The country is calling me, the hinterland of Australia, this ancient land, where rocky foundations were laid 370 million years ago, and ancient seas raged around western Victoria a mere 40 million years ago, creating inland deserts and lakes and small pockets of green. Lands that were once steeped in another culture and language, before colonial farmers denuded the plains, believing that the rain would follow the plough, and sometimes it did: where the old knowledge of birds, animals and land, the indigenous Dreamtime, powerful and evocative, can be felt, the song lines understood. These are the lands I now must visit, my new horizons are the most ancient of all.
It’s Sunday morning and the small town of Jeparit seems deserted. We walk towards the centre and do not see a soul. There’s one car parked outside the Lutheran Church along the way. Old time religion lost its customers long ago. The only remaining cafe, an annex of the supermarket, is closed as are the other two businesses in town. There are two pubs, the grand looking Hindmarsh, which opens from 4 pm a few days a week and the other, the Hopetoun, recently purchased by enthusiastic new owners, which opens from 11 am daily. Two years ago, neither pub was in operation. Business fluctuates in Jeparit. Welcome to the heart of the the Wimmera District of Western Victoria. Not many tourists bother to make it here. The vast bleached plains seem too flat and monotonous to the untrained eye. After a few visits though, the stark beauty of this rural, dry and at times, inhospitable landscape, leaves a stirring impression. I am called back annually, leaving my own claustrophobic hills and valley behind.
Jeparit, with a population of 632, clings to survival. Each year another business fails and more large Edwardian and Federation houses fall into disrepair, crying out for new owners to love them. But while the school, post office and bank remain, there’s some hope for the town. Situated 370 kms north-west of Melbourne, it takes a brave soul to re-settle here. The physical isolation is palpable: cheap real estate, pure air and austere beauty comes at a price.
I have been visiting a friend here for around twenty years now and with each visit, the beauty of the environment unfolds: I am often overwhelmed by the silence and majesty of the vastness of the land. On one occasion, we were tempted to buy a solid 1920s red brick mansion on a thousand acres. It was a dream house begging to be cared for, with a crumbling earlier house from the 1880s out the back, beautiful handcrafted sheds, wild almond trees growing in the sand dunes, and rusty old harvesters lining the driveway. The property was going very cheaply. We resisted. The property still haunts me, such was the strength of that particular fantasy.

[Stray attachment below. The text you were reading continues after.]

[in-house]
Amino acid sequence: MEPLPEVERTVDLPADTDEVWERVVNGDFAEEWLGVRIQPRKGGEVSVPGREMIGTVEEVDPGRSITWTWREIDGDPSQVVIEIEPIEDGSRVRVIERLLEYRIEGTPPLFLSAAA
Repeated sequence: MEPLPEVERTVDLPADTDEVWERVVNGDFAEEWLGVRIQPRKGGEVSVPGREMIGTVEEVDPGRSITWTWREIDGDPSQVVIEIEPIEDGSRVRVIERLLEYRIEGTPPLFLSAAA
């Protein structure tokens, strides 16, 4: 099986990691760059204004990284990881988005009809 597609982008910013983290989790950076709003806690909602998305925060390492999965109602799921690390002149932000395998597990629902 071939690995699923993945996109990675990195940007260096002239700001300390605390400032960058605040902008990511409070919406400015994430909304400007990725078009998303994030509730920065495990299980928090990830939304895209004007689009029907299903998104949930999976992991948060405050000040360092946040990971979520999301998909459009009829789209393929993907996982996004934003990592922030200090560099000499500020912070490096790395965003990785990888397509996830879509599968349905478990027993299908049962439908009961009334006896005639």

There is a sadness about the town, a melancholy that hovers under the mantle of continuance. This year, the rains have been good: the wheat crop is the best on record. Other crops such as lentils, peas and green manure crops have also been abundant, making the local farmers more optimistic. The newly re-opened pub, the Hopetoun Hotel, managed by smiling Mel along with an enthusiastic young chef and assistants from Sri Lanka and the Punjab in India, offers a cheerful gathering place for the locals. Our new Australians are breathing life into these isolated communities.
The first thing you will notice in the Wimmera is the sky. It seems overwhelming, surrounding you in blue clean air above and right down to the ground: even during winter when the mornings are crisp, the skies seem to be perennially blue. The landscape is entrancing and after a while, you begin to see slight rises in the flat, bleached plains, where old sand dunes rise and may contain ancient water springs, as old knowledge about water sources was passed down long ago to the farmers by the traditional owners, the Gromiluk aborigines.
Another appealing hallmark of this wheat-growing district are the silos dotted along the horizon at each small town. At sunset, white silos turn pink against an azure sky. The silos at Brim have become a tourist attraction thanks to the amazing artwork by Brisbane artist, Guido van Helten. They are now a tourist landmark and have put the tiny town of Brim ( population 100) on the map. Nearby small towns are gearing up to get their silos painted also.
Other buildings, many falling into disrepair, dot the main streets in Brim, Beulah, Hopetoun, and Rainbow. It’s worth a drive around the circuit in this lonely land, to visit the real country, the heart of north western Victoria.